Many today are of the opinion that deceased infants who never received baptism can be saved. Hence, they have a hope that this is possible.
The issue is complex.
One important text that presents a difficulty for such a hope is the Council of Florence, an ecumenical council.
It declares, “Concerning children, because of the danger of death, which can often happen, when there cannot be for them another remedy except through the sacrament of baptism, by which they are saved from the dominion of the devil and adopted as sons of God, [the Church] admonishes parents…” not to delay until the 40th day.
(And how many people delay for several months these days.)
Note that the text delares: cum ipsis non possit alio remedio subeniri, nisi per sacramentum baptismi. There cannot be for them another remedy than baptism.
Can this text be squared with the hope for their salvation in Christ?
I do think this is a very sobering text.
We also have the declaration of the Church that “The souls of those who depart in actual mortal sin or in original sin only, descend immediately into hell but to undergo punishments of different kinds” (Florence, Old Denzinger # 693). This “different kinds of punishment” is understood to mean that such infants, not having personally sinned, are punished with the absence of vision. They are, many propose in a kind of Limbo. They enjoy natural rest, but have no awareness of their supernatural loss.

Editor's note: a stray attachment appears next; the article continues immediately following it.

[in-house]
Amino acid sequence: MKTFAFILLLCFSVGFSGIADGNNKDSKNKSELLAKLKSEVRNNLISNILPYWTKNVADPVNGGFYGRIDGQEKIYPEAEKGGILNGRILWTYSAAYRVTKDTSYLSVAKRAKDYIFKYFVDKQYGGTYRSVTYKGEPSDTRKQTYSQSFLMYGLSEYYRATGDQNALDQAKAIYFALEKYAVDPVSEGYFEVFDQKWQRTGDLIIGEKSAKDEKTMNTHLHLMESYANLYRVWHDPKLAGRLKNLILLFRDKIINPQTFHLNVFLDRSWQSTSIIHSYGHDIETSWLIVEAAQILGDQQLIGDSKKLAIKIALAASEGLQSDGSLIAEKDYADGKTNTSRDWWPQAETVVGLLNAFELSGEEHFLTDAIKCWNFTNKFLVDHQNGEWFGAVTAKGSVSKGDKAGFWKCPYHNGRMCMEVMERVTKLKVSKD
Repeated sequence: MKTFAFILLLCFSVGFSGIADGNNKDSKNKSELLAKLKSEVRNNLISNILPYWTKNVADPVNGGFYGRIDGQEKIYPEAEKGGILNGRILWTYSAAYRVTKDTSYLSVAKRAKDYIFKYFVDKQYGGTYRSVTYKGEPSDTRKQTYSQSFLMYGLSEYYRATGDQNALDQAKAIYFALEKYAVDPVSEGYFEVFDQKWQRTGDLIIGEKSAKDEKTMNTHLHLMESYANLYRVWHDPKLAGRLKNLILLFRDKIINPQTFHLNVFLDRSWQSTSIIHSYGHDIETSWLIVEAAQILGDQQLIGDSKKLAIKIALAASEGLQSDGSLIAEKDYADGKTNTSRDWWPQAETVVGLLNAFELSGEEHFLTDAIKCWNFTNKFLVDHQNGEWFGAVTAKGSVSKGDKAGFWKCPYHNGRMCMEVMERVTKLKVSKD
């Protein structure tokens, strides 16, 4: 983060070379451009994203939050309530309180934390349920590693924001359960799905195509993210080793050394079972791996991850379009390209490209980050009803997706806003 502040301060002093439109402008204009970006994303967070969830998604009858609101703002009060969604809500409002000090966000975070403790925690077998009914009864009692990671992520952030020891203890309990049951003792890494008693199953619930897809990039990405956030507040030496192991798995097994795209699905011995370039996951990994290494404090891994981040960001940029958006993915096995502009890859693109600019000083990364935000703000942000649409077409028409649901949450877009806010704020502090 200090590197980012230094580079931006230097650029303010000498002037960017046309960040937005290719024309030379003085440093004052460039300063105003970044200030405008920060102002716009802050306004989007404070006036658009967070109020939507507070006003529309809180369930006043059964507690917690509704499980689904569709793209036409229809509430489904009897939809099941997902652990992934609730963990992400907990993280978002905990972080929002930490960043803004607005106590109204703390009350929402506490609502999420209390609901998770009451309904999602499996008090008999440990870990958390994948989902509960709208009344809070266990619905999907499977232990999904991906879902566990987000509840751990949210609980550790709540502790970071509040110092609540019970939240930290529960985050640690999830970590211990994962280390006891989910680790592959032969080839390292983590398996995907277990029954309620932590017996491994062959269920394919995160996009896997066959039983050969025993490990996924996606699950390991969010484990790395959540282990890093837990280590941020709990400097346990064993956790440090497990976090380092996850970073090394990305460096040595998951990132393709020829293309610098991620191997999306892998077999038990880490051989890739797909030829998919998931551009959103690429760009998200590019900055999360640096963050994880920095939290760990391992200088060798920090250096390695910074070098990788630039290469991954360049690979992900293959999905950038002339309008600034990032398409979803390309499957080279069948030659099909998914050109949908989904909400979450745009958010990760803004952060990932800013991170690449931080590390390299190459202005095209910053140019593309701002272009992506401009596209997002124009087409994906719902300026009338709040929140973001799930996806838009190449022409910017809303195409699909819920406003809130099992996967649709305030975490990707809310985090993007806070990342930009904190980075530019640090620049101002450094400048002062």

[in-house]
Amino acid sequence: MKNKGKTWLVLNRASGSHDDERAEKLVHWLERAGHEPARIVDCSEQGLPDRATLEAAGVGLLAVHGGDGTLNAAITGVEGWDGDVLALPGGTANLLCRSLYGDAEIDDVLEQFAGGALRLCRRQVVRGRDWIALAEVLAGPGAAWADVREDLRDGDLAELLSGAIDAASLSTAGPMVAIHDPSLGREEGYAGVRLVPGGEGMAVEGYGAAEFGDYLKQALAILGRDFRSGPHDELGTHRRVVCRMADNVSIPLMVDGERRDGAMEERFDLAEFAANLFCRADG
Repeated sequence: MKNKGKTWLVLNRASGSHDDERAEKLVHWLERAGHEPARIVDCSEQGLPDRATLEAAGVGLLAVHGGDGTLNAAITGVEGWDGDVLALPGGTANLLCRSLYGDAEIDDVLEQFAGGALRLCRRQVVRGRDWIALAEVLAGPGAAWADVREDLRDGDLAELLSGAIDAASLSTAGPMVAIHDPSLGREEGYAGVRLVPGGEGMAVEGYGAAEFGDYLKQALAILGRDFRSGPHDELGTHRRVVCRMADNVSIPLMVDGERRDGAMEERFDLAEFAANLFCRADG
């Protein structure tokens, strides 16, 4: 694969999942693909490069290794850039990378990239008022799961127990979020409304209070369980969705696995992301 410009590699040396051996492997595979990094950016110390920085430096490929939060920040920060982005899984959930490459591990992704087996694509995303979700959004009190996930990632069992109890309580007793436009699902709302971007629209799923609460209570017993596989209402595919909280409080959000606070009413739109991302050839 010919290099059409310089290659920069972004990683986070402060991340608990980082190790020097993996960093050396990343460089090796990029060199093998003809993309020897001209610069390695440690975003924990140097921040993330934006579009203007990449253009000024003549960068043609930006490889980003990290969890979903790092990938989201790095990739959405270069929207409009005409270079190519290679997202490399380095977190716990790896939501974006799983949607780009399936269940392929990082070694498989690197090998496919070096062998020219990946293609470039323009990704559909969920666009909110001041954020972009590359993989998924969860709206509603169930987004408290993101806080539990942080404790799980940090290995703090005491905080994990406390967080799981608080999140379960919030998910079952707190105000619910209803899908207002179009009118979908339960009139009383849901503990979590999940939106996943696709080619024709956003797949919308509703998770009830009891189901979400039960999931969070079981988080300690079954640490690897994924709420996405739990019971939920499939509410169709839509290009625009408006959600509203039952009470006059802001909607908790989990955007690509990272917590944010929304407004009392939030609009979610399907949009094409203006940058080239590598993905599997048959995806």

The category “Only original sin” means infants: Those who never acted freely but died without baptism. Now, this category is empty if every infant who died without baptism is saved. But it is rather unfitting for a Church teaching to be simply empty.
Hence, it is theologically safer to say that no such infants are in heaven. Perhaps there is warrant in some cases to hope and pray for their salvation. For instance, a devout Catholic couple who has lost a child. They intended to Baptize the child. Perhaps Almighty God in his mercy will save this child.
This much is certain. That there is no promise made to these infants. Thus, the weakest statement we can make is: Church has no knowledge that they can be saved. A stronger reading of Florence is that the Church has declared that she knows that there is no remedy.
How far we are today, with our presumptions, from such sobriety. Delay not their baptism. Thank God for his mercy, do not presume on it.